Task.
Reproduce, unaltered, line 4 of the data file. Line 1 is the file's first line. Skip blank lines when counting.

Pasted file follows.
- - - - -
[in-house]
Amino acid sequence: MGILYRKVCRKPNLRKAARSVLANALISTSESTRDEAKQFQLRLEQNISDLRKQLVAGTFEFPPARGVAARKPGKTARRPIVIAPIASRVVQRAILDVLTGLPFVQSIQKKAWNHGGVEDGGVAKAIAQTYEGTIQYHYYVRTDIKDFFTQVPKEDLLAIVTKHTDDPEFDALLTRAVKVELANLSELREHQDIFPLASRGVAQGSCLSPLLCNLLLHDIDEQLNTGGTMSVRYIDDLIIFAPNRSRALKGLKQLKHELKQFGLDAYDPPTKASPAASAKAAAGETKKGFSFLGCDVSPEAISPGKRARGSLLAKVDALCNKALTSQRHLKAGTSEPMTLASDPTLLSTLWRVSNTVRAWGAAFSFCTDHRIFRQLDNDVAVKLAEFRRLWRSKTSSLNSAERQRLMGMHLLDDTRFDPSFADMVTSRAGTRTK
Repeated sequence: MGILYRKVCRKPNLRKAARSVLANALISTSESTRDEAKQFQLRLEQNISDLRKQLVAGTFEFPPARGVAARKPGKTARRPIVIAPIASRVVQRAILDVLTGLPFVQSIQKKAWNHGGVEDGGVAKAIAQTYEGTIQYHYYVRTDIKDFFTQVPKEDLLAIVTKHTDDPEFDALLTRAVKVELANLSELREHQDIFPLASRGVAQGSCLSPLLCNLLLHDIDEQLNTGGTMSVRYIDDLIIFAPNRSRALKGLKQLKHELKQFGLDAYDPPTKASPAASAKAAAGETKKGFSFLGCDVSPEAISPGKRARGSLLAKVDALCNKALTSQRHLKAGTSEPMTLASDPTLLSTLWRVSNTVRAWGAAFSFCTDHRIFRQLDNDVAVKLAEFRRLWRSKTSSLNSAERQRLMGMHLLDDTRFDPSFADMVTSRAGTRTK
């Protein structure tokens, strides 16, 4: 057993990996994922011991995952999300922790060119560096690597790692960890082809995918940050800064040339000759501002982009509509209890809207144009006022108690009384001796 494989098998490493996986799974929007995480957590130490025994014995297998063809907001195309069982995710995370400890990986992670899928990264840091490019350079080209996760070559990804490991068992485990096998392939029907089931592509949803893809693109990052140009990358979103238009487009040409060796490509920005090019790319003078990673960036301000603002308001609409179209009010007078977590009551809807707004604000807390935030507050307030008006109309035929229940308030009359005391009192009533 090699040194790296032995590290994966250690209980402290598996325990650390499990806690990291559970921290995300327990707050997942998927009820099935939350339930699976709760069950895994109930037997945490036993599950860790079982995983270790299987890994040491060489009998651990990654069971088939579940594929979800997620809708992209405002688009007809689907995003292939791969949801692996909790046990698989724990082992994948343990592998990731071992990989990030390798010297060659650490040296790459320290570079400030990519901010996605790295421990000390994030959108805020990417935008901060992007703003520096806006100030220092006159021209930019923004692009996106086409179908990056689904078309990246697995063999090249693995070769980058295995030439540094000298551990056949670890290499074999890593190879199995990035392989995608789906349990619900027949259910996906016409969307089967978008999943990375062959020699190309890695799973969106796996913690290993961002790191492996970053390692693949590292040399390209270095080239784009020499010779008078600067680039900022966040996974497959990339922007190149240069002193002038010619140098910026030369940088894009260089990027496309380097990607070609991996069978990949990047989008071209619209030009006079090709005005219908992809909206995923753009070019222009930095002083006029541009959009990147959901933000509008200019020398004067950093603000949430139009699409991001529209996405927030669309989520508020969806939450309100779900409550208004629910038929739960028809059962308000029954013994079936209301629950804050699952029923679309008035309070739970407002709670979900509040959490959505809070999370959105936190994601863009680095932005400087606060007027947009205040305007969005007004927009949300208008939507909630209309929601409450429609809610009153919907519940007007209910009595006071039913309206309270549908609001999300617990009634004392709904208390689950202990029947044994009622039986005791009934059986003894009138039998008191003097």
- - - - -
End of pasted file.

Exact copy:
């Protein structure tokens, strides 16, 4: 057993990996994922011991995952999300922790060119560096690597790692960890082809995918940050800064040339000759501002982009509509209890809207144009006022108690009384001796 494989098998490493996986799974929007995480957590130490025994014995297998063809907001195309069982995710995370400890990986992670899928990264840091490019350079080209996760070559990804490991068992485990096998392939029907089931592509949803893809693109990052140009990358979103238009487009040409060796490509920005090019790319003078990673960036301000603002308001609409179209009010007078977590009551809807707004604000807390935030507050307030008006109309035929229940308030009359005391009192009533 090699040194790296032995590290994966250690209980402290598996325990650390499990806690990291559970921290995300327990707050997942998927009820099935939350339930699976709760069950895994109930037997945490036993599950860790079982995983270790299987890994040491060489009998651990990654069971088939579940594929979800997620809708992209405002688009007809689907995003292939791969949801692996909790046990698989724990082992994948343990592998990731071992990989990030390798010297060659650490040296790459320290570079400030990519901010996605790295421990000390994030959108805020990417935008901060992007703003520096806006100030220092006159021209930019923004692009996106086409179908990056689904078309990246697995063999090249693995070769980058295995030439540094000298551990056949670890290499074999890593190879199995990035392989995608789906349990619900027949259910996906016409969307089967978008999943990375062959020699190309890695799973969106796996913690290993961002790191492996970053390692693949590292040399390209270095080239784009020499010779008078600067680039900022966040996974497959990339922007190149240069002193002038010619140098910026030369940088894009260089990027496309380097990607070609991996069978990949990047989008071209619209030009006079090709005005219908992809909206995923753009070019222009930095002083006029541009959009990147959901933000509008200019020398004067950093603000949430139009699409991001529209996405927030669309989520508020969806939450309100779900409550208004629910038929739960028809059962308000029954013994079936209301629950804050699952029923679309008035309070739970407002709670979900509040959490959505809070999370959105936190994601863009680095932005400087606060007027947009205040305007969005007004927009949300208008939507909630209309929601409450429609809610009153919907519940007007209910009595006071039913309206309270549908609001999300617990009634004392709904208390689950202990029947044994009622039986005791009934059986003894009138039998008191003097």